It is the brave men and women fascinated by analog-to-digital (A/D) and digital-to- analog (D/A) conversion that make audio a reality today. Dan Lavry, founder of Seattle-based Lavry Engineering, put his music bug and his science bug together early on. Now he spends his days ensuring that sound will come in and out of digital devices as transparently as the latest components will allow.
When did you first become interested in conversion?
Until the mid-'80s I was designing converters for different applications that weren't audio-related: medical electronics (early MRI machines), instrumentation and weighing scales for letters. Converters are simply the bridge from a world that is analog — such as blood pressure, the weight of a letter or sounds — to a world of technology that is built around computing. The reason conversion becomes so important is because of the shortcomings of analog. Before we got so computerized we had very low quality memory, and even today we don't have very good analog memory. In the past, for example, we put information on tape, which gets demagnetized on a car dashboard during a hot day; or vinyl, which is great until you wear it out or it gets scratched. Analog memory is very fragile. A lot of the analog memory shortcoming issues are solved in the solid world of numbers, which is where computers operate.
When did you first become interested in audio conversion?
When it comes to audio conversion, I had a lot of freedom in a couple of areas. One is that the absolute maximum peak level is not that critical. Usually you have some type of volume control anyway! You let the user change it so absolute maximum is not that critical. Also, the DC offset is not all that critical either (relative to many other applications). But audio conversion tends to be extremely demanding because of the dynamic range. The ear hears a very huge dynamic range. If you agree that a person can hear a 120 dB range — 1,000,000:1 range when you use common numbers instead of dB — then you can understand that the ear is extremely demanding. It was a big fight to get more and more dynamic range because the early converters were weak in that department — it was a struggle to get 16 bits. The other challenge is to achieve ultra low distortions. So I got interested in audio conversion because it was about music. I'm a musician and I play music every day. So here it was: an opportunity to combine what I like doing a lot, which is design, with another thing I like a lot, which is music.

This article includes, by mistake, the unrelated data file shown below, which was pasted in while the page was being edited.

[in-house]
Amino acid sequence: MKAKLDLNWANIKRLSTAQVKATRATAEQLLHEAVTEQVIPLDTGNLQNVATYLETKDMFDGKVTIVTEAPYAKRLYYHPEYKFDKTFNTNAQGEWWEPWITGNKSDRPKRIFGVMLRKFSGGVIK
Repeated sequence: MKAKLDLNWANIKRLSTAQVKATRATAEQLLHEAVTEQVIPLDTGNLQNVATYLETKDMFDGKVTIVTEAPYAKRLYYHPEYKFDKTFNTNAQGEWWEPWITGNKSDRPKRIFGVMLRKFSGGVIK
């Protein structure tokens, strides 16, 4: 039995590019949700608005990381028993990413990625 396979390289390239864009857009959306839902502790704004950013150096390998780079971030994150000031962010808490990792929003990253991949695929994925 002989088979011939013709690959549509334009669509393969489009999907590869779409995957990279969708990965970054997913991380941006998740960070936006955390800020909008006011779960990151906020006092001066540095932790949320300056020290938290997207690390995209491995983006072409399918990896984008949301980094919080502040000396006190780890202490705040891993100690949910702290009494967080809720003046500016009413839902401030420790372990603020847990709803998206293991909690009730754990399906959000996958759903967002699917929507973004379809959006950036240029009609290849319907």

Without getting too scientific about it, explain briefly what A/D and D/A converters are actually doing in the signal path.
Outside of audio, we are living in a world that is basically analog. There will be some people that will argue that everything is quantized, but those people are physicists looking at dimensions that are so small that it's not anything we would normally relate to on a day-to-day basis. At the scale of what we deal with — for all practical purposes — sound is analog. If we vibrate strings, play a piano, a drum or flute we have analog signals. We are making a motion and the motion is not broken into little steps, it is a continuous motion. The sound is air pressure variation, which we convert to voltage with a microphone. If the signal is weak, we increase it with a mic pre. If we choose to stay in the analog world then we embed it into vinyl or tape. We then pick it up and convert it by taking an electric signal and converting it back to an air motion with devices like speakers or headphones. But there are some advantages to embedding the audio signal in a digital format: You can store digital on a hard drive or on a CD — the signal becomes a sequence of samples that you can send over the Internet easily; and it won't deteriorate much. In the case of an analog signal: if you smear it a little bit you've distorted it, altered it. If you send analog over a transmission line it will be changed because the line will distort it. With digital you have immunity to all that stuff. All you have to make sure of is that a zero will be recognized as a zero, and a one...